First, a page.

OPINION / VIEWPOINT
US elites deem Philippines ‘least valuable player’ in confronting China
Published: May 31, 2021 11:37 PM
Philippine President Rodrigo Duterte speaks during an interview with Chinese media in Manila, the Philippines, Nov. 7, 2018. (Xinhua/Rouelle Umali)

Philippine President Rodrigo Duterte speaks during an interview with Chinese media in Manila, the Philippines, Nov. 7, 2018. (Xinhua/Rouelle Umali)

A recent article published by the National Interest claimed that "American is certainly not getting its bang for its buck, and Manila has been an increasingly unreliable partner." It regarded the Philippines as the "'least valuable player' among the thirty-four nations with which the United States has a formal military alliance treaty" due to the country's "wavering commitment and underperformance," Washington's "dismal returns on security cooperation efforts," and "disproportionate risks" assumed by the US through the Mutual Defense Treaty. In particular, it pointed out that "the Philippines is falling short of US expectations" in terms of deterring "Chinese expansion in the South China Sea."

This article has made it clear the true expectations of the US for the Philippines - Washington hopes Manila to be a pawn to help it contain China. The US is now disappointed with the Philippines, because the Duterte government has sidestepped the previous Aquino government's confrontational approach toward China, and instead adopted a relatively friendly China policy. The National Interest article believes Manila now is the "'least valuable" US ally. From the US' point of view, this is true. 

But the US should realize that Washington itself is one of the reasons why the Duterte government has opted for a balanced diplomacy rather than a pro-US foreign policy. Washington in recent years has pointed fingers at the Philippines' domestic affairs and Southeast Asia hadn't received much attention during Trump's tenure. Besides, the development of the US-Philippine alliance has also fallen short of Manila's expectations. For instance, Washington hasn't done enough to help Manila in coping with its anti-terrorism efforts. From this sense, the US is an unreliable partner to the Philippines. 

The US-Philippine alliance failed to meet the expectations of the US, because under Duterte's policy, Manila has refused to tie itself onto the chariot of the US to contain China. This has frustrated the US' attempt to take advantage of its alliance system to suppress China. When it comes to the South China Sea issue, there are three roles that Washington hopes Manila will play. First, a provocateur. The US wants the Philippines to constantly make provocative moves to stir the South China Sea issue so that it can cause diplomatic trouble for China. Second, a cooperator. When the US takes actions that would create wave in the region, such as organizing joint drills in the South China Sea, Washington hopes Manila can be part of them. Third, a vanguard. Washington hopes Manila can rush to the forefront of causing trouble for China at appropriate time just like the Aquino government that initiated the South China Sea arbitration in 2013.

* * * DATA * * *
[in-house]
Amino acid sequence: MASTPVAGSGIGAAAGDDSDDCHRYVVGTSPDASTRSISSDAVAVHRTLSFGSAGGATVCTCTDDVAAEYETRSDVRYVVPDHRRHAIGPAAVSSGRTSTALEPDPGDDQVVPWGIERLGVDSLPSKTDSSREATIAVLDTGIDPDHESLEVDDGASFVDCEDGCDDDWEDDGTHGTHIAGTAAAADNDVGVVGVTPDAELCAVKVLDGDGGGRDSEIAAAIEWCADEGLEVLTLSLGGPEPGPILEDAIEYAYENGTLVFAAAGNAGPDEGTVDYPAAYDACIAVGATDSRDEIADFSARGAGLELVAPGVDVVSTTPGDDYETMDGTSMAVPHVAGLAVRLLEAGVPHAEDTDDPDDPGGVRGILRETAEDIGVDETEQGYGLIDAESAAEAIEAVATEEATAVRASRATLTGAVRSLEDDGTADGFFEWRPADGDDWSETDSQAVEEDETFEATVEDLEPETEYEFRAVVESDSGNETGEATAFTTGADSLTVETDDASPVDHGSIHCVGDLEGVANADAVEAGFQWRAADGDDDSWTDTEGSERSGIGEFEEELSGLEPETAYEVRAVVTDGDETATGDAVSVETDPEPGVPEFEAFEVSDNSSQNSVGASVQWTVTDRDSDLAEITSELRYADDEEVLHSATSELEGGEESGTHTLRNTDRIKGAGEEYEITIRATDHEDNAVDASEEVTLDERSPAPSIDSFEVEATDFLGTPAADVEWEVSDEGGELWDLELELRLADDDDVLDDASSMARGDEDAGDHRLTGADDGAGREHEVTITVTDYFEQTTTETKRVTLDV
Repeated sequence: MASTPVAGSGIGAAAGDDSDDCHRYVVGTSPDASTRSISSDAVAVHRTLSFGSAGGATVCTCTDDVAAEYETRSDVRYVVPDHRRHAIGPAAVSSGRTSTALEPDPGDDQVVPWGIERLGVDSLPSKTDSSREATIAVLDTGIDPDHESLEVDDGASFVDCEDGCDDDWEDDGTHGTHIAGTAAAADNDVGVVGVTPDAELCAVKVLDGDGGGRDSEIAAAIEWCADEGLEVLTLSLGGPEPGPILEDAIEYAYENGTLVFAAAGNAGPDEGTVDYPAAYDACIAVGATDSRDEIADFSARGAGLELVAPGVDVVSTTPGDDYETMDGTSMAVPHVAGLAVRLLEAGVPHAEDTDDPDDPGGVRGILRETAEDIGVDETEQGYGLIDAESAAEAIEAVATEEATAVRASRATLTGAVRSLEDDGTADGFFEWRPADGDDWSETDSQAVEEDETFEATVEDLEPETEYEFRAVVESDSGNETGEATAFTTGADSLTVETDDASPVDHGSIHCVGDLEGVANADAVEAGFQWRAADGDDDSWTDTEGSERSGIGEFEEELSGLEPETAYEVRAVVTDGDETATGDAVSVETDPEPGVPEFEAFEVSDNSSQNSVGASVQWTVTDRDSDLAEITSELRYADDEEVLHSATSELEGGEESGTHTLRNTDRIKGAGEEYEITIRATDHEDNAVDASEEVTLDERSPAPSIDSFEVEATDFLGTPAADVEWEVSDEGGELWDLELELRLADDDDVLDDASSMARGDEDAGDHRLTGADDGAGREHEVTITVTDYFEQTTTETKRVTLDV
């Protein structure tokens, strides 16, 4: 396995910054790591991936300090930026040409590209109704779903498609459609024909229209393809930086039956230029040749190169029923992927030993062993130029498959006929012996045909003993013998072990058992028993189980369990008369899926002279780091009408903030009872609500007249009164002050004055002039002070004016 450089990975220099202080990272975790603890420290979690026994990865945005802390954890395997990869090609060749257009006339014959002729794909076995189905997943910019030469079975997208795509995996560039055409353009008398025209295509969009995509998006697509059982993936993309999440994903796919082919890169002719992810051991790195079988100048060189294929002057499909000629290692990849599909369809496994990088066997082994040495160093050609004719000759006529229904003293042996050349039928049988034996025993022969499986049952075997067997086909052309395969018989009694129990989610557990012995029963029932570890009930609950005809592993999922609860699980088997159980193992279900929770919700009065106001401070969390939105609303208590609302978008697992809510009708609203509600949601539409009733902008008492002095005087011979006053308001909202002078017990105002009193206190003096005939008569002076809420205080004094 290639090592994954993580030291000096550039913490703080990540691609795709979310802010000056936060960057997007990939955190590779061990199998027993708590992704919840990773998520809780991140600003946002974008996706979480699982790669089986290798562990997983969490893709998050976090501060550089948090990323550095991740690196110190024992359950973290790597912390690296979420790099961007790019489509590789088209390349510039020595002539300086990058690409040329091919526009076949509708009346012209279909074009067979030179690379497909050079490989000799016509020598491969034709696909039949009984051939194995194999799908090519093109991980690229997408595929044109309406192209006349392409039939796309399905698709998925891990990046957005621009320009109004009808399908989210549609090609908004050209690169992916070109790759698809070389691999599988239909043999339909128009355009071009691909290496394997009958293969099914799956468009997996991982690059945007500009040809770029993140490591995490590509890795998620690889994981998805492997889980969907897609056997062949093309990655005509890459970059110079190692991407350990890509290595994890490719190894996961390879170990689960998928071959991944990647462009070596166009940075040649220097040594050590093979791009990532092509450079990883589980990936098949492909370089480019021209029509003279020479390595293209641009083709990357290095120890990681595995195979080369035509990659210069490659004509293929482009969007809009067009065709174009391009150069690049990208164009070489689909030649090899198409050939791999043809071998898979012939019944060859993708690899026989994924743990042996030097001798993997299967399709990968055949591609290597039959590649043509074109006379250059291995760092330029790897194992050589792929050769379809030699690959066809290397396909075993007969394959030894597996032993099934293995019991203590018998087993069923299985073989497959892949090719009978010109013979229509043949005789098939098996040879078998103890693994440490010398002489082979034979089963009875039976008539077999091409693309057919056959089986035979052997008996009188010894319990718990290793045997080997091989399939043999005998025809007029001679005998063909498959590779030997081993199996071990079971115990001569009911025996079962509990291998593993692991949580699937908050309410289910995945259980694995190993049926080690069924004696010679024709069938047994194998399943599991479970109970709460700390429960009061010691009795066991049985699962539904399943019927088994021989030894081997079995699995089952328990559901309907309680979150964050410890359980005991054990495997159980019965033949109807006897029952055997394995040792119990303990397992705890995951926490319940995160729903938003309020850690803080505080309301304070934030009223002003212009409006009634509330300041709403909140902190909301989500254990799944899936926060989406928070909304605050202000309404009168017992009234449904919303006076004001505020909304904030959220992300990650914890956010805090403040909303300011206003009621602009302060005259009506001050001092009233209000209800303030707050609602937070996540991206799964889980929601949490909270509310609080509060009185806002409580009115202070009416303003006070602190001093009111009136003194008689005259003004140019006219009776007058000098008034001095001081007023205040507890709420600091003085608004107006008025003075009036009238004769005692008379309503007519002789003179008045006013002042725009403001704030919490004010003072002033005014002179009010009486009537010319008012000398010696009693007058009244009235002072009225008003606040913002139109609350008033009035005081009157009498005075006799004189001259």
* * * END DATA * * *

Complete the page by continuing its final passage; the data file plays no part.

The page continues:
However, the Duterte government has basically maintained its rationality in dealing with the South China Sea issue and its stance conforms to the national interests of the Philippines. For Manila, confronting Beijing over the South China Sea issue won't bring it any benefits. The South China Sea arbitration case has laid this point bare. The ruling now is nothing but a piece of scrap paper. 

Duterte's China policy has made Manila benefit from cooperation with China in multiple dimensions. This policy is in line with the common interests of China, the Philippines and the region. However, it is not what the US expects, thus affecting the US evaluation of the Philippines as an ally. With the adjustment of US strategy, how to contain China has become the most important goal of the US in Southeast Asia, especially the South China Sea. Therefore, to what degree Manila can be used to check China has become a yardstick for Washington to evaluate the value of the Philippines. This reflects that the US regional strategy has been on a track that focuses on China-US competition and a crackdown on China. When an ally is judged by whether it cooperates with the suppression of China, this is also an indication of a distortion of the US regional policy. 

In utter disregard for the interests of its allies, the US has put its own interests above those of its allies and made the greatest use of its allies to serve its own ends. This has in fact transcended partisanship. No matter which party takes office, they will exploit and make use of the US' allies to serve strategic and security goals. The only difference will be the methods. Trump bluntly threatened and coerced allies, while Biden tends to rally its allies against China by offering some verbal encouragement and emphasizing unity.  

Noticeably, not all allies are willing to be kidnapped by US interests. Among allies like the Philippines, many people hold a rational view that they should maintain a balance between China and the US and avoid being embroiled into the competition of the two giants, because if they become involved, they will suffer the most. Other US allies are also more likely to make their choices based on their own interests, their national condition and assessment of the international situation as well as China-US relations.  

The author is research fellow and deputy director at the Institute of International Relations of the Shanghai Academy of Social Sciences. opinion@globaltimes.com.cn


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